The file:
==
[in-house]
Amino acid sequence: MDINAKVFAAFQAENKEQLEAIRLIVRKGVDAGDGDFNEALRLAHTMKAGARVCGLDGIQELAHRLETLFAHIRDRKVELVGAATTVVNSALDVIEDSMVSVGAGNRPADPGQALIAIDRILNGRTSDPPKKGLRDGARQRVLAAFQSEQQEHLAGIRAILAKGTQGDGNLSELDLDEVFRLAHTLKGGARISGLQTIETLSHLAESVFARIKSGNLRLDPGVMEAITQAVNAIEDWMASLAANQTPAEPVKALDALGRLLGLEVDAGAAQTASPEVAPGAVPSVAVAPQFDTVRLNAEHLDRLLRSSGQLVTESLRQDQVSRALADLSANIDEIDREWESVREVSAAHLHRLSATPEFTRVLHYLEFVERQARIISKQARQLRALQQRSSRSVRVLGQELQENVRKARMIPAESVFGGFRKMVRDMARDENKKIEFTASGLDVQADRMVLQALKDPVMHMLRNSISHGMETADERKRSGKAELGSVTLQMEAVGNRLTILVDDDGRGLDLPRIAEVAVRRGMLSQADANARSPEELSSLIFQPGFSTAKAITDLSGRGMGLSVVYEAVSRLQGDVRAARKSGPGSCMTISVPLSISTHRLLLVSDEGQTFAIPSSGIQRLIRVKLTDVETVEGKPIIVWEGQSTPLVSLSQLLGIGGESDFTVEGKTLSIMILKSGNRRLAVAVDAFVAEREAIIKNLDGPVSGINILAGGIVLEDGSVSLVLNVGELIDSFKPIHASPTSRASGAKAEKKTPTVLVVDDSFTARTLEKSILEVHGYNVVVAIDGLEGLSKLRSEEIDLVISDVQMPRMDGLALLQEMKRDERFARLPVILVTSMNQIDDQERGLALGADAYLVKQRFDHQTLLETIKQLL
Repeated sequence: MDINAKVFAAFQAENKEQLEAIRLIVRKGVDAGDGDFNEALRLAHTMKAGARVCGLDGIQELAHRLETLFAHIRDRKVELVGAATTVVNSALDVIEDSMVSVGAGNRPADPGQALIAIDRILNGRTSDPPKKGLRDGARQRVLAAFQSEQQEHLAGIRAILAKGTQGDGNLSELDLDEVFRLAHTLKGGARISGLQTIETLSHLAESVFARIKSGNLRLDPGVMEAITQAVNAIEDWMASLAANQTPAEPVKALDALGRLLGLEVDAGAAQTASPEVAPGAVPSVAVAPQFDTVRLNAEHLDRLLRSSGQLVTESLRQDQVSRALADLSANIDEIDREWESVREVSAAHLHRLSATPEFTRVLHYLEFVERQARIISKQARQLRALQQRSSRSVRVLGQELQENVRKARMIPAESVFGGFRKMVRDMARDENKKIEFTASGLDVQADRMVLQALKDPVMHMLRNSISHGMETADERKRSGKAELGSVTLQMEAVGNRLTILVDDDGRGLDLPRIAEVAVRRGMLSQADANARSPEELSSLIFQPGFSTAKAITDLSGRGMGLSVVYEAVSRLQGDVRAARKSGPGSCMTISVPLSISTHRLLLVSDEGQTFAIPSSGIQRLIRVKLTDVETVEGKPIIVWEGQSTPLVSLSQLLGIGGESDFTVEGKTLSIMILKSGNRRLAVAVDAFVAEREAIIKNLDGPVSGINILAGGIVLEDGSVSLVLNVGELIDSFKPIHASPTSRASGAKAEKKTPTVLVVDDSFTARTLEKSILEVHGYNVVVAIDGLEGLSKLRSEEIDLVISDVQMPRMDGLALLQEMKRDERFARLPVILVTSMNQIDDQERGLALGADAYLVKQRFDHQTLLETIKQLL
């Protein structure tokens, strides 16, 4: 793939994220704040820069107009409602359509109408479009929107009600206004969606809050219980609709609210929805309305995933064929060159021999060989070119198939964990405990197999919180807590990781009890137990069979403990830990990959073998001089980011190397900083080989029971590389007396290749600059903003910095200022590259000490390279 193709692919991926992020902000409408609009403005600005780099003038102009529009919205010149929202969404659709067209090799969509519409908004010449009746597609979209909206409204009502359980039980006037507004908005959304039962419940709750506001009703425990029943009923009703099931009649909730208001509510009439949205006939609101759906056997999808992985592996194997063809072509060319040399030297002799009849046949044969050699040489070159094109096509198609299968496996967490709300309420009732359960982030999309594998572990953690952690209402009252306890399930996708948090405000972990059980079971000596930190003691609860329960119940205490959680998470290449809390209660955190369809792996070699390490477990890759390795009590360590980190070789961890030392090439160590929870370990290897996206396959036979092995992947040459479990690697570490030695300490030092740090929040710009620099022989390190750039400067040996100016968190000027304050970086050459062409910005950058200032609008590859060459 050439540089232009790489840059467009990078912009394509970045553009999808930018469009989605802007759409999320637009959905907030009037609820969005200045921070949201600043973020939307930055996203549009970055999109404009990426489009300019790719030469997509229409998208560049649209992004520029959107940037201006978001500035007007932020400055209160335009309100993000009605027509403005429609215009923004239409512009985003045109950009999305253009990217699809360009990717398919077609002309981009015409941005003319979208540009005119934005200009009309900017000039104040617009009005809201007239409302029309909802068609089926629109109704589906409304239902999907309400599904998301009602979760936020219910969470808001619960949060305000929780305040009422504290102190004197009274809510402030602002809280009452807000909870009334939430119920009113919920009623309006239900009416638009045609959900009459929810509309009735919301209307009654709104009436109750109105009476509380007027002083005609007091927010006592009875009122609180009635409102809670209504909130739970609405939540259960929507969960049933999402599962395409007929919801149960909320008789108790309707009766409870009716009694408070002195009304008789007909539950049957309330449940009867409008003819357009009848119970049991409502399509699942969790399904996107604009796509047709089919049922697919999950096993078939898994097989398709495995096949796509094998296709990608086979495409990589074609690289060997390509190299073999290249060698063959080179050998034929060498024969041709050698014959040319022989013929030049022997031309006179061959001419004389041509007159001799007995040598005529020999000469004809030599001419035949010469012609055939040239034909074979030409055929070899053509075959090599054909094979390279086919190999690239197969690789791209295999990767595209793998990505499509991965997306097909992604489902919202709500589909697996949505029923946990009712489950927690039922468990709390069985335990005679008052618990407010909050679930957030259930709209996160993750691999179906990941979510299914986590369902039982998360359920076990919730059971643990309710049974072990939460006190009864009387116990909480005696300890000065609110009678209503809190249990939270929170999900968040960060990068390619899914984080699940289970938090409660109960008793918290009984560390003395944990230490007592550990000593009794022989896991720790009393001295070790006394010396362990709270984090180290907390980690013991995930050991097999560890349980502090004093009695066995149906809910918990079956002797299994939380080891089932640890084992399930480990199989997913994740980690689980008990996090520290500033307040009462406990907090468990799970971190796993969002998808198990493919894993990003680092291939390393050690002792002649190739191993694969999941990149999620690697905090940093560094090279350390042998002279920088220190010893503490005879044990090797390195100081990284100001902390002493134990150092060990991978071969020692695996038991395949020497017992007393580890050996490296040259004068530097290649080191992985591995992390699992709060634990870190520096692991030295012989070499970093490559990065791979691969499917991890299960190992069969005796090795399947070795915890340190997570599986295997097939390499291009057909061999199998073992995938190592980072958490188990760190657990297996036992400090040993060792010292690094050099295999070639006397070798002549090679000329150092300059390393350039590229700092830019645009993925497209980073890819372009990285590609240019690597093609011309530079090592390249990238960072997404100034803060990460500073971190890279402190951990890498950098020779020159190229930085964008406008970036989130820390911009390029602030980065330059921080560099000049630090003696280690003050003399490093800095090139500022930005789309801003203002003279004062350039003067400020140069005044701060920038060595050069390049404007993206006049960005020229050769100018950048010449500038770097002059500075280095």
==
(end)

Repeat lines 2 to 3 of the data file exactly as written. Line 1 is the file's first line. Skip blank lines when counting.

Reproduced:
Amino acid sequence: MDINAKVFAAFQAENKEQLEAIRLIVRKGVDAGDGDFNEALRLAHTMKAGARVCGLDGIQELAHRLETLFAHIRDRKVELVGAATTVVNSALDVIEDSMVSVGAGNRPADPGQALIAIDRILNGRTSDPPKKGLRDGARQRVLAAFQSEQQEHLAGIRAILAKGTQGDGNLSELDLDEVFRLAHTLKGGARISGLQTIETLSHLAESVFARIKSGNLRLDPGVMEAITQAVNAIEDWMASLAANQTPAEPVKALDALGRLLGLEVDAGAAQTASPEVAPGAVPSVAVAPQFDTVRLNAEHLDRLLRSSGQLVTESLRQDQVSRALADLSANIDEIDREWESVREVSAAHLHRLSATPEFTRVLHYLEFVERQARIISKQARQLRALQQRSSRSVRVLGQELQENVRKARMIPAESVFGGFRKMVRDMARDENKKIEFTASGLDVQADRMVLQALKDPVMHMLRNSISHGMETADERKRSGKAELGSVTLQMEAVGNRLTILVDDDGRGLDLPRIAEVAVRRGMLSQADANARSPEELSSLIFQPGFSTAKAITDLSGRGMGLSVVYEAVSRLQGDVRAARKSGPGSCMTISVPLSISTHRLLLVSDEGQTFAIPSSGIQRLIRVKLTDVETVEGKPIIVWEGQSTPLVSLSQLLGIGGESDFTVEGKTLSIMILKSGNRRLAVAVDAFVAEREAIIKNLDGPVSGINILAGGIVLEDGSVSLVLNVGELIDSFKPIHASPTSRASGAKAEKKTPTVLVVDDSFTARTLEKSILEVHGYNVVVAIDGLEGLSKLRSEEIDLVISDVQMPRMDGLALLQEMKRDERFARLPVILVTSMNQIDDQERGLALGADAYLVKQRFDHQTLLETIKQLL
Repeated sequence: MDINAKVFAAFQAENKEQLEAIRLIVRKGVDAGDGDFNEALRLAHTMKAGARVCGLDGIQELAHRLETLFAHIRDRKVELVGAATTVVNSALDVIEDSMVSVGAGNRPADPGQALIAIDRILNGRTSDPPKKGLRDGARQRVLAAFQSEQQEHLAGIRAILAKGTQGDGNLSELDLDEVFRLAHTLKGGARISGLQTIETLSHLAESVFARIKSGNLRLDPGVMEAITQAVNAIEDWMASLAANQTPAEPVKALDALGRLLGLEVDAGAAQTASPEVAPGAVPSVAVAPQFDTVRLNAEHLDRLLRSSGQLVTESLRQDQVSRALADLSANIDEIDREWESVREVSAAHLHRLSATPEFTRVLHYLEFVERQARIISKQARQLRALQQRSSRSVRVLGQELQENVRKARMIPAESVFGGFRKMVRDMARDENKKIEFTASGLDVQADRMVLQALKDPVMHMLRNSISHGMETADERKRSGKAELGSVTLQMEAVGNRLTILVDDDGRGLDLPRIAEVAVRRGMLSQADANARSPEELSSLIFQPGFSTAKAITDLSGRGMGLSVVYEAVSRLQGDVRAARKSGPGSCMTISVPLSISTHRLLLVSDEGQTFAIPSSGIQRLIRVKLTDVETVEGKPIIVWEGQSTPLVSLSQLLGIGGESDFTVEGKTLSIMILKSGNRRLAVAVDAFVAEREAIIKNLDGPVSGINILAGGIVLEDGSVSLVLNVGELIDSFKPIHASPTSRASGAKAEKKTPTVLVVDDSFTARTLEKSILEVHGYNVVVAIDGLEGLSKLRSEEIDLVISDVQMPRMDGLALLQEMKRDERFARLPVILVTSMNQIDDQERGLALGADAYLVKQRFDHQTLLETIKQLL